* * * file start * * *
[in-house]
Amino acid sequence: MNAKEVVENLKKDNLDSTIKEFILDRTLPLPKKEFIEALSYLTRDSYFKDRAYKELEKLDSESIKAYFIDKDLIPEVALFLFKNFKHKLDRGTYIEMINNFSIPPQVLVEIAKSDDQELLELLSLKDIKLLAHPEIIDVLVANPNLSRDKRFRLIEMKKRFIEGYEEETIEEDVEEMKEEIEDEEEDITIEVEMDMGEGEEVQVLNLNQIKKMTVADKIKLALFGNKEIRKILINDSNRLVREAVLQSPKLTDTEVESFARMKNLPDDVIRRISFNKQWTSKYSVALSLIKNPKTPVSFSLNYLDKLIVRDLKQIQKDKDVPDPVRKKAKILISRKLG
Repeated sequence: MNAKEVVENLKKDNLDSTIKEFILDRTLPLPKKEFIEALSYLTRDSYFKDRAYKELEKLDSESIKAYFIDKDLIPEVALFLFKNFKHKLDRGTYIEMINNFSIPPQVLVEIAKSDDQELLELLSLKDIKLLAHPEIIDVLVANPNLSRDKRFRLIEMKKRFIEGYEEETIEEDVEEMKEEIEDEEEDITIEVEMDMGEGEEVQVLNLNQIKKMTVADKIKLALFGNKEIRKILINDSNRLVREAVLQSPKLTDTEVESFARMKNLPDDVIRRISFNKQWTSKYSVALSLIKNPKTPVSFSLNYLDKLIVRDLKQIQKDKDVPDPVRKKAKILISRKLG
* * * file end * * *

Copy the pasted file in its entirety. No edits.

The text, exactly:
[in-house]
Amino acid sequence: MNAKEVVENLKKDNLDSTIKEFILDRTLPLPKKEFIEALSYLTRDSYFKDRAYKELEKLDSESIKAYFIDKDLIPEVALFLFKNFKHKLDRGTYIEMINNFSIPPQVLVEIAKSDDQELLELLSLKDIKLLAHPEIIDVLVANPNLSRDKRFRLIEMKKRFIEGYEEETIEEDVEEMKEEIEDEEEDITIEVEMDMGEGEEVQVLNLNQIKKMTVADKIKLALFGNKEIRKILINDSNRLVREAVLQSPKLTDTEVESFARMKNLPDDVIRRISFNKQWTSKYSVALSLIKNPKTPVSFSLNYLDKLIVRDLKQIQKDKDVPDPVRKKAKILISRKLG
Repeated sequence: MNAKEVVENLKKDNLDSTIKEFILDRTLPLPKKEFIEALSYLTRDSYFKDRAYKELEKLDSESIKAYFIDKDLIPEVALFLFKNFKHKLDRGTYIEMINNFSIPPQVLVEIAKSDDQELLELLSLKDIKLLAHPEIIDVLVANPNLSRDKRFRLIEMKKRFIEGYEEETIEEDVEEMKEEIEDEEEDITIEVEMDMGEGEEVQVLNLNQIKKMTVADKIKLALFGNKEIRKILINDSNRLVREAVLQSPKLTDTEVESFARMKNLPDDVIRRISFNKQWTSKYSVALSLIKNPKTPVSFSLNYLDKLIVRDLKQIQKDKDVPDPVRKKAKILISRKLG